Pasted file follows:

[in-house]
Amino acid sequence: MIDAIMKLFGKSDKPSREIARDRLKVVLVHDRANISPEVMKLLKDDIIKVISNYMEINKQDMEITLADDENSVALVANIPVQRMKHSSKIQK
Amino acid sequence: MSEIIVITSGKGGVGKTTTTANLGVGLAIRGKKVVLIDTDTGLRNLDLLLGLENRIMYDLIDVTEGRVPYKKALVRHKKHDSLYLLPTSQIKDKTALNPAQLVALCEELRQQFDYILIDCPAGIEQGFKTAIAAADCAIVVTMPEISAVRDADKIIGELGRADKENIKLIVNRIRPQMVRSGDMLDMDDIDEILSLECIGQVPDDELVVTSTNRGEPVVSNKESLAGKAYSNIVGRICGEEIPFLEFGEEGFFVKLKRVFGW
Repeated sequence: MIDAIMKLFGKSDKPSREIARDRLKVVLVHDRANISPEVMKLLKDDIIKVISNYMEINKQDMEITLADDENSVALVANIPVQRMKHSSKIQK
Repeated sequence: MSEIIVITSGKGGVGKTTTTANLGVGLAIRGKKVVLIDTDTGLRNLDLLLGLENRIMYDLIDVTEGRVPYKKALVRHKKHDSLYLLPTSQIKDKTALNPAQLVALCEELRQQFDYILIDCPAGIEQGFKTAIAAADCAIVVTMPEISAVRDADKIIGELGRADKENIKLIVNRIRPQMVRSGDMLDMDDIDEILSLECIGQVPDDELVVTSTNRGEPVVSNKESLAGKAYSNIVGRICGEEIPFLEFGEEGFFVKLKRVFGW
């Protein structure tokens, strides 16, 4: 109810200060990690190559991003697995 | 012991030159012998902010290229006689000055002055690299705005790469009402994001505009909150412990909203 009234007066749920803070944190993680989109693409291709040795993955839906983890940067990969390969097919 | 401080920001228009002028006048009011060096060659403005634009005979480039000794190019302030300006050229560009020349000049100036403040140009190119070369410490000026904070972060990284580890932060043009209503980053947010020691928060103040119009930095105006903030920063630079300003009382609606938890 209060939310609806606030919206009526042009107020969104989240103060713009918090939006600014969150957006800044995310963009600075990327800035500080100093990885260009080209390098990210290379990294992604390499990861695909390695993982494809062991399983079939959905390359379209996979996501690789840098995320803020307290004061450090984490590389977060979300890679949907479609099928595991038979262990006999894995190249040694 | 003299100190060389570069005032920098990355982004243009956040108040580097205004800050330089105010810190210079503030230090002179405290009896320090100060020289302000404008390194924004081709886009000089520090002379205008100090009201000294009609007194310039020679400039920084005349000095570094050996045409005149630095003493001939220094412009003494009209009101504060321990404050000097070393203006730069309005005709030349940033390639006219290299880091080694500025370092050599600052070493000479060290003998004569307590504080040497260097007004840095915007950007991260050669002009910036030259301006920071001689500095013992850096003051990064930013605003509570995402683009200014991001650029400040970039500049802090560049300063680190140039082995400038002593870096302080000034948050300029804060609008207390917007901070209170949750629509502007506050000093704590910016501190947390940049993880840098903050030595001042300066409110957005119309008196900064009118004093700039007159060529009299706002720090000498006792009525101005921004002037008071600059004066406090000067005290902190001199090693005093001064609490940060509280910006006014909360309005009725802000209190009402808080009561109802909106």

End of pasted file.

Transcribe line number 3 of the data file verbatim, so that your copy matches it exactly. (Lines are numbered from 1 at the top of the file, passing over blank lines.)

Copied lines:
Amino acid sequence: MSEIIVITSGKGGVGKTTTTANLGVGLAIRGKKVVLIDTDTGLRNLDLLLGLENRIMYDLIDVTEGRVPYKKALVRHKKHDSLYLLPTSQIKDKTALNPAQLVALCEELRQQFDYILIDCPAGIEQGFKTAIAAADCAIVVTMPEISAVRDADKIIGELGRADKENIKLIVNRIRPQMVRSGDMLDMDDIDEILSLECIGQVPDDELVVTSTNRGEPVVSNKESLAGKAYSNIVGRICGEEIPFLEFGEEGFFVKLKRVFGW